We Shouldn’t Wait for a Crisis like Coronavirus to Fund Public Health

Dr. Sharon Balter, at the podium with Los Angeles County Department of Public Health officials, talks about a patient taken to a hospital with coronavirus symptoms at a news conference in Los Angeles on Jan. 26, 2020.

Dr. Sharon Balter, at the podium with Los Angeles County Department of Public Health officials, talks about a patient taken to a hospital with coronavirus symptoms at a news conference in Los Angeles on Jan. 26, 2020. AP Photo

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COMMENTARY | During emergencies, state and local agencies will be lauded for their efforts and suddenly flush with funding. But then the money disappears. It’s time to break that cycle.

The World Health Organization has declared coronavirus a “global health emergency”. For weeks, the potentially disastrous consequences of this deadly virus have dominated news headlines throughout the U.S. and around the world. For those in the field of public health, while the coronavirus itself may be new and is certainly an emergency, in some ways it is also quite familiar.

Talk to any longtime veteran of a government health agency, and they can tell you all about the incredible amount of work and coordination needed to address diseases like SARS, H1N1, Ebola, and Zika. They can tell you about the urgency placed on them to find a cure and prevent the spread of these illnesses, as well as the sudden influx of long-needed resources finally at their disposal. They can tell you about the human-interest stories written lauding their efforts to protect the health of the nation. They can also tell you that once the spotlight on a given disease starts to fade, the accolades—and, more importantly, the funding—quickly disappear.

The government public health workforce plays a critical role in protecting and promoting the health of the people they serve. With expertise in issues ranging from infectious and chronic diseases to disaster preparedness to environmental health and maternal and child health, the approximately 290,000 individuals who work at the federal, state, and local levels dedicate their lives to improving people’s health. Despite the key roles that they play, from food inspection to responding to natural disasters and the opioid epidemic, public health agencies lack the resources needed to effectively provide critical services and programs.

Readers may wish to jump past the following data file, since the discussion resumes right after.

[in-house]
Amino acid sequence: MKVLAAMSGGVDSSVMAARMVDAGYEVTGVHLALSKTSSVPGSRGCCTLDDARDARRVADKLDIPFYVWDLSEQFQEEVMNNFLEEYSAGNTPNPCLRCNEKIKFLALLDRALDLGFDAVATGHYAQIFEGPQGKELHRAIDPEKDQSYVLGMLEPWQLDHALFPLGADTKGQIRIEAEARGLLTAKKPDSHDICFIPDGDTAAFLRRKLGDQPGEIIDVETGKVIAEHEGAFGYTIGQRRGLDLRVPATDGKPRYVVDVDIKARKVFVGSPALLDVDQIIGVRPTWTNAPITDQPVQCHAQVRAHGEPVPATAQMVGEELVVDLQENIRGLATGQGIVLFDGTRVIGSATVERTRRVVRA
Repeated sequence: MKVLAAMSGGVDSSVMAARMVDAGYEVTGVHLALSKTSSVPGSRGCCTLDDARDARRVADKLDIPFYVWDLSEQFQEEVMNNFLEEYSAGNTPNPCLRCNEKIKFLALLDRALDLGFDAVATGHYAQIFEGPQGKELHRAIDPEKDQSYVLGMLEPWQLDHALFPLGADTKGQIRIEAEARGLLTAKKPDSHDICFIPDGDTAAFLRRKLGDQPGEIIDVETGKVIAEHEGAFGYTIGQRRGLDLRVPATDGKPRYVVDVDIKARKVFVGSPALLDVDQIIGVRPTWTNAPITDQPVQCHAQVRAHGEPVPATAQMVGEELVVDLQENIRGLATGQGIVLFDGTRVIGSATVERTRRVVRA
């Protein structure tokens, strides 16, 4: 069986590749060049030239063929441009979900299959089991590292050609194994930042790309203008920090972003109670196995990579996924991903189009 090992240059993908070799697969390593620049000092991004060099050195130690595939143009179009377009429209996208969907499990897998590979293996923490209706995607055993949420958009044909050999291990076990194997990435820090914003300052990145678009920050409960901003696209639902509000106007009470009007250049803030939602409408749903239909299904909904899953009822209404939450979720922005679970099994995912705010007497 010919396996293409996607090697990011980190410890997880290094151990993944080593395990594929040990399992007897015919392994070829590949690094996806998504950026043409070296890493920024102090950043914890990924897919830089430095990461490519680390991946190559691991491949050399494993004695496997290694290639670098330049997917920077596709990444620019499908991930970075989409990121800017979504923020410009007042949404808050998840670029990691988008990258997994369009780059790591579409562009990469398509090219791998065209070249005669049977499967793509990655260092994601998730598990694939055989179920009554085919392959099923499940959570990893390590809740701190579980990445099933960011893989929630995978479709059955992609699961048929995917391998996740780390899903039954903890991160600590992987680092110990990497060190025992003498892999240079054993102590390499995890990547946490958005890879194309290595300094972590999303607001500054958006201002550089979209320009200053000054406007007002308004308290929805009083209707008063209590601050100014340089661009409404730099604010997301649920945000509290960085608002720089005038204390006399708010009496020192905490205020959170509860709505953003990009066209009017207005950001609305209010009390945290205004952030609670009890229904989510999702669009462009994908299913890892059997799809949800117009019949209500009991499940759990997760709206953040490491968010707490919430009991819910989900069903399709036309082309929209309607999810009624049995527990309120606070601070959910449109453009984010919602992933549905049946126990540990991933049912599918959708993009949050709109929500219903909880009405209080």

Since the Great Recession that began in 2008, local public health departments have eliminated more than 56,000 jobs, and state and local governmental public health has dealt with insufficient funding levels. At the same time,  nearly half of the workforce is considering leaving their operations in the next five years, whether to retire or for other reasons. At the same time, positions like nursing continue to be difficult to fill at the state and local level, especially with high levels of stress and burnout .

Health departments have come up with innovative approaches to address these funding and workforce shortages, such as staff-sharing arrangements. These efforts are creative and forward-thinking, but more is needed.

To successfully tackle today’s greatest public health challenges, a workforce of sufficient size and with the appropriate skill sets is needed. This requires allocating adequate funding—not just to react to today’s emergency, but to help prevent and address the emergencies of tomorrow.

On his show “Mister Rogers’ Neighborhood,” Fred Rogers is remembered for his thoughtful response on dealing with tragedy and disaster: “When I was a boy and would see scary things in the news, my mother would say to me, ‘Look for the helpers. You will always find people who are helping.’” The importance of state and local government workers, such as public health professionals, is too often only recognized during times of disaster. Diseases like coronavirus should not be needed to fully appreciate the tireless work of these dedicated individuals. Instead, always ‘look for the helpers’—and provide them with the resources they need to do their jobs.        

Rivka Liss-Levinson, PhD, is the research director at the Center for State and Local Government Excellence.

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